Varsho played the entirety of his first full professional season with Advanced A Visalia, slashing an impressive .286/.363/.451 with a mix of power and speed—an intriguing range of skills for a catcher. Arizona sent the athletic backstop to Fall League this year, where his well-rounded toolset impressed me during my weeklong coverage of Salt River this October.
Built like a fullback at 5-foot-10 and 190 pounds, he’s stocky and muscular with surprising athleticism for such a bulky frame. An above-average runner underway who stole nearly 20 bases this season, Varsho moves incredibly well for his size and can surprise defenses with infield hits or base-hit bunts. A left-handed hitter, he has an aggressive swing that looks to do damage and doesn’t show much willingness to shorten up with two strikes. Varsho puts a charge into the ball to both fields, but aspects of his approach could lead to more strikeouts higher up the ladder unless he starts to tone down at the plate. He has the strength and batspeed for raw power, though a level path limits the lift in his swing right now. Varsho shows occasional flyball power but will need to emphasize putting the ball in the air to put up bigger home run totals. He’s developing as a receiver, but moves very well from side to side and blocks the ball well. Varsho is quick out of the crouch with solid strength and carry on his throws.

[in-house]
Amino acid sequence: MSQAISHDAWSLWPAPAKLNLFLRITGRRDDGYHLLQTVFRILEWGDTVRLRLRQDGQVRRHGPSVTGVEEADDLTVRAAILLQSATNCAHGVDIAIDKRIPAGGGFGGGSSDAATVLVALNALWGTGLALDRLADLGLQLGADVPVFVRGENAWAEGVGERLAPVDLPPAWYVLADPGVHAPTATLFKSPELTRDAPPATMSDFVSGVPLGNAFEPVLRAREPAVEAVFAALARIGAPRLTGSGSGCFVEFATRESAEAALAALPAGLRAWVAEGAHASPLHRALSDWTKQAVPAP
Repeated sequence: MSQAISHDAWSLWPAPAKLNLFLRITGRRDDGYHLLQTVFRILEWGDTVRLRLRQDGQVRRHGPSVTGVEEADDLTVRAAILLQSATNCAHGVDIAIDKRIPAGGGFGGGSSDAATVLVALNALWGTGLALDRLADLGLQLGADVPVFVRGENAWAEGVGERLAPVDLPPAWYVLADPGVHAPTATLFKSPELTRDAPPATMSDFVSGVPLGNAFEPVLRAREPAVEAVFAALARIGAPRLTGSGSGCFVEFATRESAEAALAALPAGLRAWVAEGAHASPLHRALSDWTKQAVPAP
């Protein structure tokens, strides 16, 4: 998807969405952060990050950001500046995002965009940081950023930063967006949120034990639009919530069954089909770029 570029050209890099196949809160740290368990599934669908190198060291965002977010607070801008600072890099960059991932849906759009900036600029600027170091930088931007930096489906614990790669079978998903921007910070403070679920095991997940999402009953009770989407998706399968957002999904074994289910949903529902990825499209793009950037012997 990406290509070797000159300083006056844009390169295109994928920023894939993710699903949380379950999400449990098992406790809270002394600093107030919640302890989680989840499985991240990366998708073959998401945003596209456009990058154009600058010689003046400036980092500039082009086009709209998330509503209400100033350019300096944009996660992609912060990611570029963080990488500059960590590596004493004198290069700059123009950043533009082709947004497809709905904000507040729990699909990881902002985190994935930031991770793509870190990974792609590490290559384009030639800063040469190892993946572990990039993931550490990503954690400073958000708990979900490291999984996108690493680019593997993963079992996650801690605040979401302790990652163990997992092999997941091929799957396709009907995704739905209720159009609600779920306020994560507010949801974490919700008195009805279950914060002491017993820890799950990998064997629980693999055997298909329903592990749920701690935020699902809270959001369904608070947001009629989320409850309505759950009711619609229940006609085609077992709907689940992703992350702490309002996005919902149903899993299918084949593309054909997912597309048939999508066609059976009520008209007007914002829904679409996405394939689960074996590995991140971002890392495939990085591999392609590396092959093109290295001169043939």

The son of eight-year big leaguer Gary Varsho, the younger Daulton shows tools on both sides of the ball and strong overall instincts. Whether he could remain at catcher was a question early in his pro career, but he looks like he’s on his way to sticking there long-term. Presuming he develops into enough of a defender to profile behind the plate, the offensive upside gives Varsho a good chance to be a solid-regular at catcher.